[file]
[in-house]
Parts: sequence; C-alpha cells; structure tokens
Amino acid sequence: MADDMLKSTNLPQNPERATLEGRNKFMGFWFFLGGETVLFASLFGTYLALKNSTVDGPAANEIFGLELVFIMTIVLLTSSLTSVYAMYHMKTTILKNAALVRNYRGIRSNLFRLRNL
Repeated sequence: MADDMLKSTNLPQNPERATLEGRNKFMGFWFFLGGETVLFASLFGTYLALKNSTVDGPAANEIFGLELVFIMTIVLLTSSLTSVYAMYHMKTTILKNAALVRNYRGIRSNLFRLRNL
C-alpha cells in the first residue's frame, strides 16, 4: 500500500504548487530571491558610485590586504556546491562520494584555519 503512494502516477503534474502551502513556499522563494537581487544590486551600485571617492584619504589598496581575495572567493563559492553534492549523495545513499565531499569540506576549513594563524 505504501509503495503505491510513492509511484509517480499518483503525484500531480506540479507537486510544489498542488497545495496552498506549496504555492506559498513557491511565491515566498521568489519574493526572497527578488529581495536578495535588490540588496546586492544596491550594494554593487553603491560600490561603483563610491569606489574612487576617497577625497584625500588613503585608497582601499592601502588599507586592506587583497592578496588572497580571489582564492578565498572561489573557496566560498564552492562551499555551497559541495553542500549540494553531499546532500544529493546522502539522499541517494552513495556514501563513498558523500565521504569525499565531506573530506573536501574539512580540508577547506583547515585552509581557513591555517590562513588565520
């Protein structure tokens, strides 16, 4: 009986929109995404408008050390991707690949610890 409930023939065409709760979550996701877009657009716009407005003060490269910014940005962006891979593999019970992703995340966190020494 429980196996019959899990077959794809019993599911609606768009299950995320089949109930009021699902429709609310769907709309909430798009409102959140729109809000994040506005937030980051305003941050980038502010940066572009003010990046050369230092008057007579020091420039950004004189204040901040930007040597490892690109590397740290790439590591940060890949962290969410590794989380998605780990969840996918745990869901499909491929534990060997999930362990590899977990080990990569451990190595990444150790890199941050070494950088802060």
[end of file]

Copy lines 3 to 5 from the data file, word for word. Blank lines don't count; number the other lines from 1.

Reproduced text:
Amino acid sequence: MADDMLKSTNLPQNPERATLEGRNKFMGFWFFLGGETVLFASLFGTYLALKNSTVDGPAANEIFGLELVFIMTIVLLTSSLTSVYAMYHMKTTILKNAALVRNYRGIRSNLFRLRNL
Repeated sequence: MADDMLKSTNLPQNPERATLEGRNKFMGFWFFLGGETVLFASLFGTYLALKNSTVDGPAANEIFGLELVFIMTIVLLTSSLTSVYAMYHMKTTILKNAALVRNYRGIRSNLFRLRNL
C-alpha cells in the first residue's frame, strides 16, 4: 500500500504548487530571491558610485590586504556546491562520494584555519 503512494502516477503534474502551502513556499522563494537581487544590486551600485571617492584619504589598496581575495572567493563559492553534492549523495545513499565531499569540506576549513594563524 505504501509503495503505491510513492509511484509517480499518483503525484500531480506540479507537486510544489498542488497545495496552498506549496504555492506559498513557491511565491515566498521568489519574493526572497527578488529581495536578495535588490540588496546586492544596491550594494554593487553603491560600490561603483563610491569606489574612487576617497577625497584625500588613503585608497582601499592601502588599507586592506587583497592578496588572497580571489582564492578565498572561489573557496566560498564552492562551499555551497559541495553542500549540494553531499546532500544529493546522502539522499541517494552513495556514501563513498558523500565521504569525499565531506573530506573536501574539512580540508577547506583547515585552509581557513591555517590562513588565520